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Lawrence Ferlinghetti 1919-2021

February 23rd, 2021 Leave a comment Go to comments

 Lawrence Ferlinghetti

March 24, 1919-February 22, 2021

When I moved to the Bay Area in Northern California in 1962 I settled in Santa Clara, where I was to go to school. San Francisco was a Mecca to me back then. The whole Beat headspace had been calling my name for years. Santa Clara was a backwater, but San Francisco was less than fifty miles away. As soon as I was able to find a like-minded spirit with a car, we saddled up and headed north up the 101.

North Beach had been calling my name for a long time. Coming back from the Philippines some months before, a stop at an English-speaking bookstore in Tokyo had outfitted me with some Henry Miller books… hard if not impossible to find in the States back then. At City Lights Bookstore there on Columbus Avenue in North Beach, all things were possible from The Rosy Crucifixion to Black Spring. That was 59 years ago, and at that callow age all things were still possible.

A couple or so years later in 1966, Jefferson Airplane would play a show at the Fillmore Auditorium. That in itself would not be that interesting. In some respects, the Airplane was almost like a band in residence. I lived up the street from the Fillmore in the Western Addition and the other band members did not live far away.

Anyway, the ‘opening’ act that night was Lawrence Ferlinghetti and the young Russian poet Andrei Voznesensky. Lawrence read, then Andrei read… then Lawrence read the English translations of the work that Andrei had just manifested. Hard to imagine an unformatted ‘rock’ show like that today. Bill Graham wasn’t into cookie cutter shows, that’s for sure!

Bill would die in 1991, Andrei in 2010 and Lawrence in 2021.

As Lawrence said, ‘The greatest poem is lyric life itself.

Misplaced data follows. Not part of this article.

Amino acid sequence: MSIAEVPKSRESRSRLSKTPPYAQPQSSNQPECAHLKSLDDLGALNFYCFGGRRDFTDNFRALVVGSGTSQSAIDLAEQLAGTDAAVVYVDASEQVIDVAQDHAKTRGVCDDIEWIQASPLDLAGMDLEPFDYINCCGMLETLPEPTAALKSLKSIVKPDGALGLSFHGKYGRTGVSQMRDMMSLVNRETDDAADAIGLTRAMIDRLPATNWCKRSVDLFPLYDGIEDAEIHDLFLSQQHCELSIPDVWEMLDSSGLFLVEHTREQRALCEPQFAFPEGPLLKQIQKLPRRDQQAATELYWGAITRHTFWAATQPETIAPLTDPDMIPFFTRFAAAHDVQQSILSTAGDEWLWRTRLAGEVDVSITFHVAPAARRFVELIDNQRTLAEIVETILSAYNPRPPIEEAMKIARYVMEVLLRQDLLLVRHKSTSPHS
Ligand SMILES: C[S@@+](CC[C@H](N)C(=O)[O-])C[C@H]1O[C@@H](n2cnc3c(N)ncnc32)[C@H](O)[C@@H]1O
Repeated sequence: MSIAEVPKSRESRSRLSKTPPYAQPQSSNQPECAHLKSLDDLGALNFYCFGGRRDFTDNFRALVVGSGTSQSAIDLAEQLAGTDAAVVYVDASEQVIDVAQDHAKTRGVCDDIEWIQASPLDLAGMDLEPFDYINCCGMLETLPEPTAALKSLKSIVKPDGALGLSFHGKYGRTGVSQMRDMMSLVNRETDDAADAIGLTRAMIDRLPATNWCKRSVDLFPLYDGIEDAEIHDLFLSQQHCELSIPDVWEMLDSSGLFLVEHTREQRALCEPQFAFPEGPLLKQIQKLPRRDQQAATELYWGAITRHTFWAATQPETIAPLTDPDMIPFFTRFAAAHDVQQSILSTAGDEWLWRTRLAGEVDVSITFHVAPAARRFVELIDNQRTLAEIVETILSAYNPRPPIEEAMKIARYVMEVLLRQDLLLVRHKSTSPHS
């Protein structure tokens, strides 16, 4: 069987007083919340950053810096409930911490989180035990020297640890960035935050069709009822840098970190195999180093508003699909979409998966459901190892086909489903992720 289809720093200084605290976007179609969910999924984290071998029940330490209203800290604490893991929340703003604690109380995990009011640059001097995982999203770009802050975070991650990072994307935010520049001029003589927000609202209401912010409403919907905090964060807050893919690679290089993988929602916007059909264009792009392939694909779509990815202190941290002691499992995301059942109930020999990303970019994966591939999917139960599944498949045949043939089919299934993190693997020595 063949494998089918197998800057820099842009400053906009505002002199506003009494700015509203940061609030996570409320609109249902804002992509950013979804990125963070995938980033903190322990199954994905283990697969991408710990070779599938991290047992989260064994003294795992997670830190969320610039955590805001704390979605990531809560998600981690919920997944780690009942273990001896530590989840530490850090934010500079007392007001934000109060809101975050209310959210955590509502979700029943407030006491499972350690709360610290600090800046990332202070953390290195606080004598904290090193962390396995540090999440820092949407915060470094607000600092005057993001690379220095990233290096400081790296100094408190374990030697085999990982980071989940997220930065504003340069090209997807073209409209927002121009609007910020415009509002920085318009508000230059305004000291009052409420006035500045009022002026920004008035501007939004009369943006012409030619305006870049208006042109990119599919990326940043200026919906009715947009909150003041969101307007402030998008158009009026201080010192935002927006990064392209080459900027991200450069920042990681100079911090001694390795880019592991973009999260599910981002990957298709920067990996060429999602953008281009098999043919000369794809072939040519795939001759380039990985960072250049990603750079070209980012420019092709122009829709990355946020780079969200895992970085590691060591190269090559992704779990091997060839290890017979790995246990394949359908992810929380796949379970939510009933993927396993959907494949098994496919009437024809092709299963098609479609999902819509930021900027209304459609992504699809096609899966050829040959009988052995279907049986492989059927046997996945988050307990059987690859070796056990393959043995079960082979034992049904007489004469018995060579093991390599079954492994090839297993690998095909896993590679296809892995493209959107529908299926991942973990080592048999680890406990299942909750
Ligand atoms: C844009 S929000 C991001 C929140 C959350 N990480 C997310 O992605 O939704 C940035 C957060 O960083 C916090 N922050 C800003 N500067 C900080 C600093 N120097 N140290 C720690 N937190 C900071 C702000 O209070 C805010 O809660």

Fair winds and following seas brother!

Feb. 23, 2021

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  1. chinaski
    February 23rd, 2021 at 20:58 | #1

    While pondering his considerable accomplishments throughout his long lifes endeavors it occurred to me that “Feed Your Head” would be an apt statement of the City Lights philosophy.

  2. Rob
    February 24th, 2021 at 01:46 | #2

    Very sad news. 102 years is a damn good run and he contributed so much to world culture through his own work and through publishing the works of other important writers. What an impact he’s had!

    The reading you describe, Jorma, reminds me of one that I saw at the 92nd St. Y with Gary Snyder and Nanao Sakaki, where each read his own work, they read each other’s work, and did all of this in both English and Japanese. No JA on the bill, of course, but still a great night to be a part of.

  3. John R.
    February 24th, 2021 at 08:44 | #3

    I guess it is difficult for those of us who came of age after the ’60s to truly appreciate how stultifying post WWII American society was in many ways, and how genuinely radical the Beats and other “counter-cultural” figures were. Seems tame by today’s standards. But not at the time.

  4. carey georgas
    February 24th, 2021 at 09:09 | #4